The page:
'Woke Opera of Vermont'
[Re "Barn Opera to Get Its Own Actual Barn," July 31]: In your recent article about Barn Opera and its new home, we learn that patrons may be drawn by, among other things, artistic director Joshua Collier's "commitment to contemporizing operatic story lines." Collier, we're told, "will alter scripts to avoid lionizing bigoted or downright oppressive behavior. In a May 2019 performance of Carmen, for example, Collier had Carmen kill her jealous, scorned lover rather than be killed by him, because the artistic director didn't like how the script romanticized the lover's murderous act."
I suppose next they'll stage a performance of Othello in which Othello doesn't kill Desdemona, followed by a Rigoletto in which it really is the Duke of Mantua who is stabbed and stuffed into the bag, and not Rigoletto's daughter. And wait 'til they get hold of Madama Butterfly! Pinkerton will be ambushed and eviscerated by a ninja, and Cio-Cio-San will win a civil suit against his American wife and live happily ever after.
Welcome to Woke Opera of Vermont.
Uninformed and Insensitive
Your recent "Emoji That" comment ["Race to the Bottom," July 24] about an NAACP training in Rutland makes light of a very serious issue that this town continues to struggle with. Since no one from your staff attended the training, how could you possibly know enough to comment on the content or intent of the program?
Racist Neighbor Is Real
[Re Emoji That: "Race to the Bottom," July 24]: Blatant racism is erupting these days all the way from the Oval Office to your neighbor's front porch or the coworker seated next to you. This is not a time to mince words. That racism is unmistakable, especially to those who have been targets of it all of their lives. Each and every day.
I attended the Rutland-area NAACP event "How to Talk to Your Racist Neighbor." I am a white male entering my senior years. I can say that, especially through my work, I've heard more racist remarks in the last three years than in the previous 50. I am personally offended by these remarks. My first reaction to them is anger, but I want to learn more constructive ways to respond, while also recognizing that no matter what I say, some people will not listen.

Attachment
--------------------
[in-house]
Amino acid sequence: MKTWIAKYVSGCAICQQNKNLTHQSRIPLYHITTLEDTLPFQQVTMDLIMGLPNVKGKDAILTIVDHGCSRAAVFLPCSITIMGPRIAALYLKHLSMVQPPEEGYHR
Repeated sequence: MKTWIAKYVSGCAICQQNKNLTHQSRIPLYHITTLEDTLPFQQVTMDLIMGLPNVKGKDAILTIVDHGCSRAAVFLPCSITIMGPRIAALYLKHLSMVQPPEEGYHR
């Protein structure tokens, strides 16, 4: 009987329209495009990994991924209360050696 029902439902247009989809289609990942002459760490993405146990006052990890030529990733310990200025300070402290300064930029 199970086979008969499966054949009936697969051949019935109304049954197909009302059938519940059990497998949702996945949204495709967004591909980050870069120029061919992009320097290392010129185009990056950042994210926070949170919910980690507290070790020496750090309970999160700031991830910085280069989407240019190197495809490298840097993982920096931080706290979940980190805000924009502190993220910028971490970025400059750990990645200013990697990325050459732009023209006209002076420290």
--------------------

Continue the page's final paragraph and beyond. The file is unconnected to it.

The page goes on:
This event was intended for people like me. It wasn't aimed at that neighbor across the driveway who very clearly is racist. It was about how to deal with such a person.
So, Seven Days? Yes, this was one way to start the conversation among people like me who are forced into situations of having conversations with people who are racist (and homophobic, anti-Semitic, ageist, sexist, prejudiced against people with disabilities, etc.). And we didn't open the floodgates in this "Race to the Bottom." We're fighting to stay in the light.
Perhaps you need to have a conversation with some of us.
Campground Best Seller
I never do this, but I just finished Chelsea Edgar's article "Notes From the Campground" [July 31], and I had to reach out and thank her for being a writer and sharing her talents with the world. We are here visiting the University of Vermont, and I escaped for a quiet cup of coffee before the rest of the family woke up. The people around me think I'm crazy because I keep bursting into laughter. Her writing is seamless in the way it transitions from historical background information to hysterical anecdotal observations. In all honesty, I think a book of her car camping in the least remote spots across the country with many of the nudist camps sprinkled throughout would be a best seller.
[Re Off Message: "With Headquarters in D.C., Sanders Campaign Spends Little in Vermont," July 23]: Attacking Bernie Sanders, Seven Days? Why else bring attention to the obvious — that his campaign would spend little in his home state, where there are very few votes at stake and he has the election in the bag? Please be more up-front with your political endorsements.
Disappointed in Dems
[Re Off Message: "Welch Calls for the Impeachment of Donald Trump," July 18; "Welch Explains His Support for Impeaching Trump," July 23]: What has happened to the Democratic Party as we once knew it?! I had held out hope that at least Rep. Peter Welch and Sen. Patrick Leahy could leave their safety-net cocoons and work across the aisle.
Both Leahy and Welch tarnish their legacies by staying inside the camp of the blame game. The race card game doesn't cut it anymore. I remember when we had George Aiken and Ralph Flanders and how they represented the best in all of us.
Now, Welch and Sanders and Leahy all sink to gutter politics.
Vermont's "super democratic majority" lives in an artificial political bubble that continues to evade serious issues such as meaningful job creation and unsustainable tax burdens. Yes, President Trump can get your blood boiling, but inept intransient representation here for Vermont does the same.
Fact is, our economy is strong, and less government strangulation creates innovation and jobs! We need stronger borders to survive as a nation, and we need and welcome legal immigration while understanding that we need to vet those who enter our country. Those who find only service entry positions in Vermont may someday wake up and know they're being played by our "Three Amigos" representing us in Washington, D.C.
Welch took the low, easy road for political gain.
There is no solid legal ground to impeach Trump, unless hate is your only argument. Pray for fewer Trump tweets, but pray that we unite to face substantive, real issues and work together toward positive compromising solutions.